CPAC 2010 was my first CPAC ever. For most of my life I have run in local conservative circles, but never really had any interest nor ambition to throw myself into the chaos of CPAC, but when I did, I was taken for quite a ride. The highlights of the event for me were watching your typical establishment, beltway conservatives try to hide their unease and even disdain for the energetic youth of Campaign for Liberty, Students For Liberty, and the Ladies of Liberty Alliance. These three, mostly youth based, organizations made their presence thoroughly felt at CPAC.

Campaign for Liberty dominated the libertarian and antiwar presence. Congressman Ron Paul spoke before a packed crowd, and the cheers reverberated throughout the building as he spoke. The energetic followers of Ron Paul went on to propel him to victory in the CPAC straw poll with 31% of the vote – Mitt Romney came in second with 22%.

Students for Liberty, an international libertarian organization drew a diverse and colorful crowd to a CPAC that was dominated by older establishment activists. Between the hordes of pudgy Dick Cheney fans, you would occasionally run into a 20-something-year-old with long hair, sometimes bearded face, wearing a t-shirt and jeans. Yet while the Cheney crowd was only interested in getting Ann Coulter to sign a book, or finding the next free buffet, these youth were moving about the crowds handing out literature about the illegality of the wars, the government’s clampdown on civil liberties, and other issues dear to libertarians.

The Ladies of Liberty Alliance provided perhaps the most shocking clash, at least in fashion, with your typical CPAC’ers. Their members had variations of pink hair, tattoos, piercings, and other characteristics one would not normally think to find at CPAC. They even convinced me to buy a LOLA Calendar, featuring some of their members in suggestive and, in a few instances, down right risqué spreads, though each page contained a fun but serious message about the Constitution and freedom.

With the libertarian contingent out in full force – and despite the rather harmonious weekend at CPAC – there was bound to be a scuffle or two, but I do not think anyone thought it would go down in front of CSPAN cameras. Proceeding Ron Paul’s fiery speech on Friday night, CPAC had a feature called “Two-Minute Activist: Saving Freedom Across the Nation”. Thirteen youth each were given two minutes to give a speech describing their different causes across America, expressing how they became student leaders, and where they saw the conservative movement in the years to come. Students for Liberty Executive Director Alexander McCobin took the stage and praised CPAC for reaching out to GOPride (A Gay Republican group), suggesting that freedom cannot come in pieces, but is a unified force. McCobin’s speech was met with cheers from the audience. Following McCobin was Ryan Sorba of California Young Americans for Freedom. Sorba angrily denounced CPAC, received boos from he audience, and shouted back at his hecklers, “The lesbians at Smith College protest better than you do!” Additionally, Sorba ended his vindictive rant by launching a confused attack against Young Americans For Liberty (a subsidiary of Campaign for Liberty) and their Executive Director Jeff Frazee. The only apparent reason for Sorba’s concluding comments was that he could not discern Young Americans for Liberty and Students for Liberty. Note: Sorba I was informed does not reflect YAF in general, many YAF members spent Saturday trying to mend any wounds Sorba may have caused.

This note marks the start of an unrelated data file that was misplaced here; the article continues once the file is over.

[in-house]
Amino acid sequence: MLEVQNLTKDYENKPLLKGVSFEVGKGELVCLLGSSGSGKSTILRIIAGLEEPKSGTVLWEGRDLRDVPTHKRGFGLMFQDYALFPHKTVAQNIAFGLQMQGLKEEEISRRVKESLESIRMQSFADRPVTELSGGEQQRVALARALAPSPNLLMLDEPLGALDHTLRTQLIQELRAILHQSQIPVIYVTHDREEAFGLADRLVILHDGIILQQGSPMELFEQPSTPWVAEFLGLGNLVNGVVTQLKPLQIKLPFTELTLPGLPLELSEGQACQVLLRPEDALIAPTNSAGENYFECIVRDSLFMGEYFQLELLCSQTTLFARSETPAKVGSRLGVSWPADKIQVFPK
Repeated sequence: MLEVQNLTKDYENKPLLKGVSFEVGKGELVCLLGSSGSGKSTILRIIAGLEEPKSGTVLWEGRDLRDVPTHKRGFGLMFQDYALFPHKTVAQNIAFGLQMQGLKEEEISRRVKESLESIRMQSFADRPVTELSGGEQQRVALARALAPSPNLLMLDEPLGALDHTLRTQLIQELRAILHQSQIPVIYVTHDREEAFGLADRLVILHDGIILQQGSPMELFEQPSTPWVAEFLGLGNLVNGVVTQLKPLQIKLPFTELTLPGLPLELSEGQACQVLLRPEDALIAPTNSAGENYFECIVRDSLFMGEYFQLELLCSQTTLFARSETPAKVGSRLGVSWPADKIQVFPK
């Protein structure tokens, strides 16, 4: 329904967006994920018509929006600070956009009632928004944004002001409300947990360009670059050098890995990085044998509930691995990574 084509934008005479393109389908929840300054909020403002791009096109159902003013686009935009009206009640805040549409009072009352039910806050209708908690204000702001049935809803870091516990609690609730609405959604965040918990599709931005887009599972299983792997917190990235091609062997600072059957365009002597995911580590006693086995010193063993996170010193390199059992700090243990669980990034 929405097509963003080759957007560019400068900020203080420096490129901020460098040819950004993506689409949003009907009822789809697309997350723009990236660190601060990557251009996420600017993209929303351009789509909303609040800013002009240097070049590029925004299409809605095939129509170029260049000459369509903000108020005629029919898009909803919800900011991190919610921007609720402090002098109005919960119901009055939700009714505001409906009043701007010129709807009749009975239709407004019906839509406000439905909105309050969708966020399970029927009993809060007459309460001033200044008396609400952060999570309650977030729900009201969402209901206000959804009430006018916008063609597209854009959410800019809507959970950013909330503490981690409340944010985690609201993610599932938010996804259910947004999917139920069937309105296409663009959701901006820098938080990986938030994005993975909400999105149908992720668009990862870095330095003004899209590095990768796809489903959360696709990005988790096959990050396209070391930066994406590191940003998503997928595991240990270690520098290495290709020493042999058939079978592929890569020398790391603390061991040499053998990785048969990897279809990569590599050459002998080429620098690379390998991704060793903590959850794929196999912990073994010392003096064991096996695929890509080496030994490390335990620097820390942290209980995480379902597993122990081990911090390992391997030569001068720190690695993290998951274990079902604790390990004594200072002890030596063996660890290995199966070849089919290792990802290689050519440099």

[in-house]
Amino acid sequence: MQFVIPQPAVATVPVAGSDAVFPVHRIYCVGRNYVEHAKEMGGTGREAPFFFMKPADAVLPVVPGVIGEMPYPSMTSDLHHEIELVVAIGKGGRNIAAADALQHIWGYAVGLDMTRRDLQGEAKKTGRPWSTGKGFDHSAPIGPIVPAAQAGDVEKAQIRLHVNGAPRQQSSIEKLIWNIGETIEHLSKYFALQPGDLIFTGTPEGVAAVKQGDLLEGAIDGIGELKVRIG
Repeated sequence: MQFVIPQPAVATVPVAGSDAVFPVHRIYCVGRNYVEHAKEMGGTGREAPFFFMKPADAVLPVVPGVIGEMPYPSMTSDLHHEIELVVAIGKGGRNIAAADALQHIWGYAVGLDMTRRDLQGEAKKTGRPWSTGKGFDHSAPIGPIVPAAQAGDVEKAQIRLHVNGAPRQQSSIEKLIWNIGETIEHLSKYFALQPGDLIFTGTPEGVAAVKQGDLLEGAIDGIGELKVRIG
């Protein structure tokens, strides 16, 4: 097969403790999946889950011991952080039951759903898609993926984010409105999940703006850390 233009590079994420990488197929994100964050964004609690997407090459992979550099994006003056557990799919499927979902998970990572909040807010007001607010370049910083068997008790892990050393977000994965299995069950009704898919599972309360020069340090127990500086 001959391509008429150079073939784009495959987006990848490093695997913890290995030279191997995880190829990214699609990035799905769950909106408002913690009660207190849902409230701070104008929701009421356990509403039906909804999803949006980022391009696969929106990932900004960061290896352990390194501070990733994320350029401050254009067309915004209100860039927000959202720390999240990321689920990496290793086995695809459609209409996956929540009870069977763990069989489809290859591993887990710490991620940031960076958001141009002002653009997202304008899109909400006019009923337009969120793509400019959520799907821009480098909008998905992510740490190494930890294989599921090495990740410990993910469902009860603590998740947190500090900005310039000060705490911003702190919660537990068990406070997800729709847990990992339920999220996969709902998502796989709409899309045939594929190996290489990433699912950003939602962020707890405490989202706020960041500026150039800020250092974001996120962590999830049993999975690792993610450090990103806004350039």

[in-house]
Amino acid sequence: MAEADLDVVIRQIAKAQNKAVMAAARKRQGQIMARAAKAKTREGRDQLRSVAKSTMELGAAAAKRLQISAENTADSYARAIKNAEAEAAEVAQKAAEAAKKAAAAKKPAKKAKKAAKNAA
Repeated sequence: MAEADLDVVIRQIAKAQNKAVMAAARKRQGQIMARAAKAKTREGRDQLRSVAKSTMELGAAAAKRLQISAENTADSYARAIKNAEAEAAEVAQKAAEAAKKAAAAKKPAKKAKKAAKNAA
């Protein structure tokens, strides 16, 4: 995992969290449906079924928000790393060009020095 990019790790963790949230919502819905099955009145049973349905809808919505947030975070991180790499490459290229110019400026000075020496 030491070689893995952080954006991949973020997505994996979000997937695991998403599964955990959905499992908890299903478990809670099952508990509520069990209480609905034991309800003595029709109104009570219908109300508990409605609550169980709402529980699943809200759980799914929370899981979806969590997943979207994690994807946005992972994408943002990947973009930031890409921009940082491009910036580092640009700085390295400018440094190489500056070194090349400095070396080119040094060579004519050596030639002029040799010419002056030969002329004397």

Despite the one instance of real public discord, the Campaign for Liberty events went off without a hitch, including “Friend of Foe? Abraham Lincoln on Liberty” with Dr. Thomas DiLorenzo of the Mises Institute and “ You’ve Been Lied To: Why Real Conservatives are Against the War on Terror” with TAC’s own literary editor Kelly Jane Torrance moderating and Philip Giraldi participating on the panel.

A few other observations from CPAC that I found interesting:

Despite chants of “Run Dick Run” on Thursday night, Ron Paul seemed to be extremely popular with most CPAC attendees.

Robert Stacy McCain was everywhere at CPAC and caught a photo of me at David Frum’s happy hour Saturday night (I was there for the same reason Stacy was… free beer). All I can say is that Frum’s party was populated by many Ron Paul supporters but we held back rubbing in Paul’s straw poll victory out of respect for Frum giving out free beer. It felt good to be able to walk around a neocon party and be surrounded by libertarians not neocons.

On Friday afternoon, I actually met Congressman Paul as he entered CPAC along with our literary editor Kelly Jane Torrance. He was, unlike many speakers at CPAC, more than happy to stop for a photo, shake some hands, and sign books, pamphlets, shirts, or whatever material someone had handy for him to sign – and unlike the security many other speakers had, Paul entered with only one member of his staff at his side.

On Friday morning I had a quick chat with the very busy former Congressman and 2008 Libertarian Presidential Candidate Bob Barr. Barr seemed excited about CPAC but was off in blustering speed to a meeting with supporters.

Throughout the weekend I spoke with many congressional candidates, they were thoroughly uninteresting.

I stopped by the John Birch Society’s booth in the exhibit hall and had a nice chat with several of their representatives including Chris Bentley, JBS Operations Manager and Production Manager of Liberty News Network. JBS, though much older in membership than many of the other liberty oriented groups, still had a strong following with plenty of materials on the pitfalls of American empire and the cause of liberty.